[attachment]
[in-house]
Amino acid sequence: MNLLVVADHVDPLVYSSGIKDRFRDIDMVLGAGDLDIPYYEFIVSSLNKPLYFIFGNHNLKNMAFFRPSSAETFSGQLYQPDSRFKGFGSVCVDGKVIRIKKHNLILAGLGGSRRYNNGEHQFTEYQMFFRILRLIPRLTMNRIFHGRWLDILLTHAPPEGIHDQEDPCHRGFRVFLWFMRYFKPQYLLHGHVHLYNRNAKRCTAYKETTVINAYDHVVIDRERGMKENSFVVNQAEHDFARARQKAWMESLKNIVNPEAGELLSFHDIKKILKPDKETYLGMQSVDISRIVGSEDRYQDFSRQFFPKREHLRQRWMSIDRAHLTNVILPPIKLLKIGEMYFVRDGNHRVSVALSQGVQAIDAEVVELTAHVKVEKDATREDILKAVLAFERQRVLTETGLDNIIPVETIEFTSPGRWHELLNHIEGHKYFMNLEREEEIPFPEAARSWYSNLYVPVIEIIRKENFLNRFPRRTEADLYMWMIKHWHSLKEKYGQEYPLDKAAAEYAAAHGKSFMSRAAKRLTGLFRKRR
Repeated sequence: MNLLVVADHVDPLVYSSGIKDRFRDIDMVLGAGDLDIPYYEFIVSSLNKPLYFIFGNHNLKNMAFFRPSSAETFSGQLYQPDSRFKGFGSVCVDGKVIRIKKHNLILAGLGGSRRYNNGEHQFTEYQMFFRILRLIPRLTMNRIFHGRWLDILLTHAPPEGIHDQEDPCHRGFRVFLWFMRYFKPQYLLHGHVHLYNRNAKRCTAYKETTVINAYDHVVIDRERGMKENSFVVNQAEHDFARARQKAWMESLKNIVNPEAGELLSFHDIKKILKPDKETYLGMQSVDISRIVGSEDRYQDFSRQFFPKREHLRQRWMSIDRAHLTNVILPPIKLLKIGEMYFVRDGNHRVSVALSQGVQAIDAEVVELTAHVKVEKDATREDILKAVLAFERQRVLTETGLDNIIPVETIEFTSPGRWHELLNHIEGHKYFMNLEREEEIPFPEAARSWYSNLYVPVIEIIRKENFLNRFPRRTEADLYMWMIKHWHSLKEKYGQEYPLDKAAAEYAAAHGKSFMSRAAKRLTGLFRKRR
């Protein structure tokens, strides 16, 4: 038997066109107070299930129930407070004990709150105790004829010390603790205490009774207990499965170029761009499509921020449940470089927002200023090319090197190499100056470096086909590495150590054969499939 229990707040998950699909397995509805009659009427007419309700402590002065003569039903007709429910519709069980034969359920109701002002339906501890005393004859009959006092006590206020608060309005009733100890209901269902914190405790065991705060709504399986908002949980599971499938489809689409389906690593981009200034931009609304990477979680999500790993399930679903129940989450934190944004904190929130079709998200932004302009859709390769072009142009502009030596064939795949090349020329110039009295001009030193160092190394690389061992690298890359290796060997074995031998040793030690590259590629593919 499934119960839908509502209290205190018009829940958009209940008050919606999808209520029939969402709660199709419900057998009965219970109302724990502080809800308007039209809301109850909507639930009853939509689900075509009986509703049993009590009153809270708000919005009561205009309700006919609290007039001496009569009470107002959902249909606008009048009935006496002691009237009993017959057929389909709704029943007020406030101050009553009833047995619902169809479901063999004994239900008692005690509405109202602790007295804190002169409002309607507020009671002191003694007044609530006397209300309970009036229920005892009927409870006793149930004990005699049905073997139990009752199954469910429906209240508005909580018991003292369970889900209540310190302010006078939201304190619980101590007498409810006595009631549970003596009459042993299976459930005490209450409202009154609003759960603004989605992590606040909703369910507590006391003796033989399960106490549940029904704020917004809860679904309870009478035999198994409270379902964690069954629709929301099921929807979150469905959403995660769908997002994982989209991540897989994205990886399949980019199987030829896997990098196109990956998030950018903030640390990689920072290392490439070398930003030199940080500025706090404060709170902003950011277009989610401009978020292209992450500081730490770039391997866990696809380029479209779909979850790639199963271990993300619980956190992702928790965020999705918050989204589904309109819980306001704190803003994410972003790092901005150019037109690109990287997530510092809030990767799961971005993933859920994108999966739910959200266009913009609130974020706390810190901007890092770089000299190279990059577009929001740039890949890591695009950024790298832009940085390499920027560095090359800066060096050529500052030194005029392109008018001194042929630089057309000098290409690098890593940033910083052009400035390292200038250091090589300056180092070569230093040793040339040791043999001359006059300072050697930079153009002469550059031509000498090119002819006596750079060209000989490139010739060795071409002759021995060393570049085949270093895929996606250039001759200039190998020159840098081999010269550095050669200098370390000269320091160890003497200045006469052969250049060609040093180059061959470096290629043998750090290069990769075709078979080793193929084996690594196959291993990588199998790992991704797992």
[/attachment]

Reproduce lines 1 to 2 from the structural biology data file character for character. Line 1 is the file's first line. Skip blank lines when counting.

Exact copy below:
[in-house]
Amino acid sequence: MNLLVVADHVDPLVYSSGIKDRFRDIDMVLGAGDLDIPYYEFIVSSLNKPLYFIFGNHNLKNMAFFRPSSAETFSGQLYQPDSRFKGFGSVCVDGKVIRIKKHNLILAGLGGSRRYNNGEHQFTEYQMFFRILRLIPRLTMNRIFHGRWLDILLTHAPPEGIHDQEDPCHRGFRVFLWFMRYFKPQYLLHGHVHLYNRNAKRCTAYKETTVINAYDHVVIDRERGMKENSFVVNQAEHDFARARQKAWMESLKNIVNPEAGELLSFHDIKKILKPDKETYLGMQSVDISRIVGSEDRYQDFSRQFFPKREHLRQRWMSIDRAHLTNVILPPIKLLKIGEMYFVRDGNHRVSVALSQGVQAIDAEVVELTAHVKVEKDATREDILKAVLAFERQRVLTETGLDNIIPVETIEFTSPGRWHELLNHIEGHKYFMNLEREEEIPFPEAARSWYSNLYVPVIEIIRKENFLNRFPRRTEADLYMWMIKHWHSLKEKYGQEYPLDKAAAEYAAAHGKSFMSRAAKRLTGLFRKRR